The Painted Table: Honoring Mother--By Not Becoming Her

A few things about this book.

1) I almost gave up in chapter two. I mentioned I've been really sick. I'm looking for easy reads right now to help me relax, and hopefully, ultimately, fall asleep. Some characters are from Norway and in the start of the book, some text is phonetically written and I just couldn't figure out what they were saying, nor did I want to waste the effort to figure it out. And since I don't read the book jackets, I didn't know ultimately where the story would be going. I decided to tough it out though as it was recommended to me.  Glad I did.

2) We haven't held book club in quite a while. I've been missing it. Missing the discussions. Missing my friends. Low and behold, the friend who sort of spearheads the group emailed saying we need to start back up ASAP. I still had about 75 pages left to read at this point, but I was really enjoying the book and could imagine the great discussion we'd have about it. So I searched the library catalogs to see if I could but copies on hold. But neither SLC library system has the book in its records. (I checked out the eBook through the SLC library systems eBook system.)  So I Googled the book to see if maybe it just wasn't available in hard print yet.  And the top hits were Christian book stores. I though that odd, and just figured I'd keep my eye out at the library. Then I finished the book on the train to and from work today. And boy did those Christian references pop out.  I do think they are much more heavily woven into the last section of the book. I didn't even notice, nor mind in the earlier chapters of the book. I kind of minded towards the end. But I don't know if it is just because I realized this was Christian fiction (not that that is a bad thing) or if it really was more heavily added to the story.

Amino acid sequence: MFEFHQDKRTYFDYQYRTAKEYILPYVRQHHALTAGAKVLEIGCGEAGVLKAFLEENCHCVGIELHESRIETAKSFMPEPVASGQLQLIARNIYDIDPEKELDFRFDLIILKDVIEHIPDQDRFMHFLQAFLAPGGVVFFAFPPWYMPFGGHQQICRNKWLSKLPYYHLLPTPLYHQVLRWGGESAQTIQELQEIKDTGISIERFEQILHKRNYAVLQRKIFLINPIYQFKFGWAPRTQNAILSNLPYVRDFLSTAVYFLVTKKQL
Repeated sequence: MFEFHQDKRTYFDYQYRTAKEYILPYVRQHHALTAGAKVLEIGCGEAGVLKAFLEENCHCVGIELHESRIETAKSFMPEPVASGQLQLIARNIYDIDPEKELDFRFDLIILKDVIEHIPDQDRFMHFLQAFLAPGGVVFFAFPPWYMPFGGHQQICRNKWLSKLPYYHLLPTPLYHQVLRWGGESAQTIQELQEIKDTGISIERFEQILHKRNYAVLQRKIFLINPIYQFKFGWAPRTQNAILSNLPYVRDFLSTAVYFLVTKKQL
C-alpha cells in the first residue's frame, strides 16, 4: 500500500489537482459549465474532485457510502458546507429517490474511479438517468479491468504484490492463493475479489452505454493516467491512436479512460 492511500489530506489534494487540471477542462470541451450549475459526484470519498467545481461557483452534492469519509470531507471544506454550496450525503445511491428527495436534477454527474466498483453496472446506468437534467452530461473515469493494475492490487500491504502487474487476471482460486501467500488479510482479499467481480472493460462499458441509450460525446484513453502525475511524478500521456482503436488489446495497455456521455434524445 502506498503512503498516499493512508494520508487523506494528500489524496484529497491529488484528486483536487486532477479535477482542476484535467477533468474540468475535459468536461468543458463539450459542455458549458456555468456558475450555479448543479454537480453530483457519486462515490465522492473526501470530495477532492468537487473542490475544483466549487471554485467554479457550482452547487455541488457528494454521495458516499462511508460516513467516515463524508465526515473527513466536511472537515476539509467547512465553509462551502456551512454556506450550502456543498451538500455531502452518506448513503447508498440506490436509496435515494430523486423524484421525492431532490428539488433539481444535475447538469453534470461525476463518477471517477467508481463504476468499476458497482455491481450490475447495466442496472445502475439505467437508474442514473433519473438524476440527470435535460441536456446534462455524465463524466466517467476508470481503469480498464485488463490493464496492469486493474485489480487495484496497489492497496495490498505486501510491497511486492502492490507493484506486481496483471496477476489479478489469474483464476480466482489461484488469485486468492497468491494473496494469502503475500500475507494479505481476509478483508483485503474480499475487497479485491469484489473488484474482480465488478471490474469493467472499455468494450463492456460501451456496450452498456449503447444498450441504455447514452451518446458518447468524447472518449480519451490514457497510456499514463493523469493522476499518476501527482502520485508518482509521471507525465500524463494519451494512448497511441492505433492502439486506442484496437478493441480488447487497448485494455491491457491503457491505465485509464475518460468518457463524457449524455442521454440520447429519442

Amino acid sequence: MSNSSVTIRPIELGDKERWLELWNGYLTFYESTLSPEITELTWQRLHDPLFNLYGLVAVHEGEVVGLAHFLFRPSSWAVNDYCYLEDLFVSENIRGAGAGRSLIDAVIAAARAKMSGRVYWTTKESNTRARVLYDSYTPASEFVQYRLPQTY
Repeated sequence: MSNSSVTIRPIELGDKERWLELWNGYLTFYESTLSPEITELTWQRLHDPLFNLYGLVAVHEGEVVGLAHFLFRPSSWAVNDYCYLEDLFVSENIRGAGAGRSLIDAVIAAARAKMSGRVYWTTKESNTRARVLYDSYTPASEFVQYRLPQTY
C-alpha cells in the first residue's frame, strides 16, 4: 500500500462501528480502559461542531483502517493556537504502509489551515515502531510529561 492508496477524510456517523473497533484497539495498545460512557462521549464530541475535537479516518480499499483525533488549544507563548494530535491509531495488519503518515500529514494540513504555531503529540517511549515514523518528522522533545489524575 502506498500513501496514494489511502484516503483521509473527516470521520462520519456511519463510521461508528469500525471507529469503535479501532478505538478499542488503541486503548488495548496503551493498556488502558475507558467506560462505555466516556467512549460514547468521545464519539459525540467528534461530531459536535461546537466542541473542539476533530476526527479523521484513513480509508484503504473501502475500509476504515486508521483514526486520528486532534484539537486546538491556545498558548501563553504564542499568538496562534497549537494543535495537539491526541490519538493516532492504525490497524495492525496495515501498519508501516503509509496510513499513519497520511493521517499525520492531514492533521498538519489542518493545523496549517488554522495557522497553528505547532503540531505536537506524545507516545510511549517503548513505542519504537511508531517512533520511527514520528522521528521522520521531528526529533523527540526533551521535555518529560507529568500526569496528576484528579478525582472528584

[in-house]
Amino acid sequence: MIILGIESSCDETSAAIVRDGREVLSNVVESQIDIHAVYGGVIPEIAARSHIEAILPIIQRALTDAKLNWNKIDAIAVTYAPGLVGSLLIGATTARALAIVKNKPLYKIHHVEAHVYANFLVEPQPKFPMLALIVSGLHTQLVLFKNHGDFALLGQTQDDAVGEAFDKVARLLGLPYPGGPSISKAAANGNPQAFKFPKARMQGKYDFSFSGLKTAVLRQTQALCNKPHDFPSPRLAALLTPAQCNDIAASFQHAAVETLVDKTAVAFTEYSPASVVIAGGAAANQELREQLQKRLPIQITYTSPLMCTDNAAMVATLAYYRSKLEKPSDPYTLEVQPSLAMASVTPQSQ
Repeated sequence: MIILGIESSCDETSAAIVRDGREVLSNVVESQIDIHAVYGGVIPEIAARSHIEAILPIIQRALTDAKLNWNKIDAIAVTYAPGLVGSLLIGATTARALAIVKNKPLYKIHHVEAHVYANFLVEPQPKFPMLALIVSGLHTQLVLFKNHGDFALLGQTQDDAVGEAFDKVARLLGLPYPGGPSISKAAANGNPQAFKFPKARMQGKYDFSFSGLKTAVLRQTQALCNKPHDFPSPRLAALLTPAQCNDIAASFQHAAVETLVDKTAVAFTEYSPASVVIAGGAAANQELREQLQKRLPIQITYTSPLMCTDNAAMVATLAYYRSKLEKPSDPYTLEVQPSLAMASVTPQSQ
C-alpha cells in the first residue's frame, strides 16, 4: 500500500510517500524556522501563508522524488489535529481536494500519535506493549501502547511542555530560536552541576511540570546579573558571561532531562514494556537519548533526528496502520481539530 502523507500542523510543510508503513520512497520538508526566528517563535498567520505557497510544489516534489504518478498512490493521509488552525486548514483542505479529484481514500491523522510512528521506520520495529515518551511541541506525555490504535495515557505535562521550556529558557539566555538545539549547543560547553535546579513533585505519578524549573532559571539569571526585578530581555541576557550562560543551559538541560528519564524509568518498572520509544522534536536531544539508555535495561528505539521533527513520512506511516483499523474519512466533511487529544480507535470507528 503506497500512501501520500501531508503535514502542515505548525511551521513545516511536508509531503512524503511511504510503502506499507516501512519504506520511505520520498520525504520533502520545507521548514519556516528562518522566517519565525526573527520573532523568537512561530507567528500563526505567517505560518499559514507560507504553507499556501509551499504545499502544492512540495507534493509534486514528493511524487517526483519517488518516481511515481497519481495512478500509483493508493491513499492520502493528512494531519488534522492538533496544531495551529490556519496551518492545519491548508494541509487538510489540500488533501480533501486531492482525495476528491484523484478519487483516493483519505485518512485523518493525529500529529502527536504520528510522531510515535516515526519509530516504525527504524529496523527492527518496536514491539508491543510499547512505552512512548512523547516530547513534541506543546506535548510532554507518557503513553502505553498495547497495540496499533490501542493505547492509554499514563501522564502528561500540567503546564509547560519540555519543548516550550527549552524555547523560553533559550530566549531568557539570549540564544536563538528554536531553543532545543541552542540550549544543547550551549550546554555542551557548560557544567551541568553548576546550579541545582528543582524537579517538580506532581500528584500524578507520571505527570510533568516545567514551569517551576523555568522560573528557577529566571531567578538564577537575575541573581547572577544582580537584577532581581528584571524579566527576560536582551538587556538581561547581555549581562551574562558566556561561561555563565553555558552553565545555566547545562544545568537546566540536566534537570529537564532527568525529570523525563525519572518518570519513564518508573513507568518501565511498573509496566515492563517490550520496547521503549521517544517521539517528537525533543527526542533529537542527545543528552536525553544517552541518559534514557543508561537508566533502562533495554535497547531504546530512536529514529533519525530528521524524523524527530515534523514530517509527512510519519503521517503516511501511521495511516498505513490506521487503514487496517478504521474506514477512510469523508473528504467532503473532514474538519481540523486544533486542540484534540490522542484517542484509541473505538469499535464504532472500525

3) As a person who has overcome an eating disorder, one of the things that really helped in my youth was reading stories about girls with eating disorders.  I didn't read them to scare me (in many stories, the girl lost her life to the disorder.) I read them because they spoke to me. There was so much truth in their words, so many "yes, you get what I am going through" moments for me; the stories helped me realize what I was doing, what I needed to change, and how I needed to change them.  I have always feared becoming my mother.  She was mistreated by her parents, and in return, mistreated me.  I did not want that behavior to continue with me. I did not notice the subtitle to this book until just now when I went to rate it on Goodreads, but boy do it speak to me. I am very uncomfortable around my mother still to this day, and though I've sought counseling, spoken with others, I'm realizing, maybe I need to return to my "book" treatment method.  Maybe I need to find more stories like this one, like "The Glass Castle," more books that have that power to reach me, and maybe that will help me to finally overcome this weighty issue in my life.

4) This is just a good story. It isn't too dramatic, isn't too over the top, it is an enjoyable read. And as mentioned above, I think it would make for a hearty book club discussion.


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